I would get lots of requests to download from sites like DropBox. For example, someone would say, “I need to download this file from this location,” and I would say “We’ll set up a folder so the person can upload to our site.” We need to get our users to educate the people that they work with from third-party companies to do things a bit differently, and that’s where the problem lies.

To send files, our staff was resorting to clunky measures, like encrypting and sharing files via SD cards, USB drives, CD-Rs, email attachments and an assortment of unsecured web-based file sharing applications.

Q. In a day and age where IT can only address the top issues facing your business, what made this something that had to be dealt with?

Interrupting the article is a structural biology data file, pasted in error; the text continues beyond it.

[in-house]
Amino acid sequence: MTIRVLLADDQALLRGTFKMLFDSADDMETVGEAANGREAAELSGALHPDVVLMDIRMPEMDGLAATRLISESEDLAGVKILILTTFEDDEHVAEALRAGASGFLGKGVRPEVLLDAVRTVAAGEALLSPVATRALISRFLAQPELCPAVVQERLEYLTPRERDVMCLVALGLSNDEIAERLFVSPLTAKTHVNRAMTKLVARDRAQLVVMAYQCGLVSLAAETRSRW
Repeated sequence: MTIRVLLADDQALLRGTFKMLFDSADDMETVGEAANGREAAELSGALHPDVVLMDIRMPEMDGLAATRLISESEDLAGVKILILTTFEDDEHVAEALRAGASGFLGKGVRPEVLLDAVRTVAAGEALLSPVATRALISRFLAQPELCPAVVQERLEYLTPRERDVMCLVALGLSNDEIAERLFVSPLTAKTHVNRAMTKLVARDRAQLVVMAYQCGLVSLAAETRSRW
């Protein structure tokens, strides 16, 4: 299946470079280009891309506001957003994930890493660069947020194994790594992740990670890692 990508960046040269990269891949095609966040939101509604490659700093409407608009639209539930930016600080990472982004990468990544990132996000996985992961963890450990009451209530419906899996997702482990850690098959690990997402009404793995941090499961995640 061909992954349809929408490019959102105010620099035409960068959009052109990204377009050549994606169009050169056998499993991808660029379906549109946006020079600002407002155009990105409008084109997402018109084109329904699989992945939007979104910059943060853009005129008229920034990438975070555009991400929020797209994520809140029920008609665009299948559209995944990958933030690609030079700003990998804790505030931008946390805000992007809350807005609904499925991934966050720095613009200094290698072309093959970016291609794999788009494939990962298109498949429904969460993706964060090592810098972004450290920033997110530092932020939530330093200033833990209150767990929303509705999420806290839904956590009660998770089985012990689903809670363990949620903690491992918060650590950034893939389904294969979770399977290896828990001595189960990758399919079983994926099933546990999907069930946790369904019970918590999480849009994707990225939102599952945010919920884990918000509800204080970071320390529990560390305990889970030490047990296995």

Because we are regulated, we like to monitor everything that is going in and out of the business, especially confidential and financial data. We’re trying to work towards ISO 27,000 on compliance, which is what all of our information security policies are based around.

Q: What impact has Managed File Transfer had on your business?

I think what’s most important to someone in my position anyways is visibility of what’s coming and having the ability to monitor. It has given me a warm fuzzy feeling that I can see what’s going in and out of the company and I can monitor people’s usage of the solution. From an IT perspective, it is definitely a best practice to use a commercial MFT solution rather than rely on something based on open source.

More and more people are using it rather than resorting to “old-fashioned” and insecure methods of saving to disk or USB. Staff in legal, claims, development, and training departments use it quite a lot, and we use it extensively in the IT department.

Zemanta Related Posts ThumbnailIn my last post, I covered the first two steps in a proven four-step plan for ensuring a smooth implementation. Here are I cover the final two steps of this blueprint for success.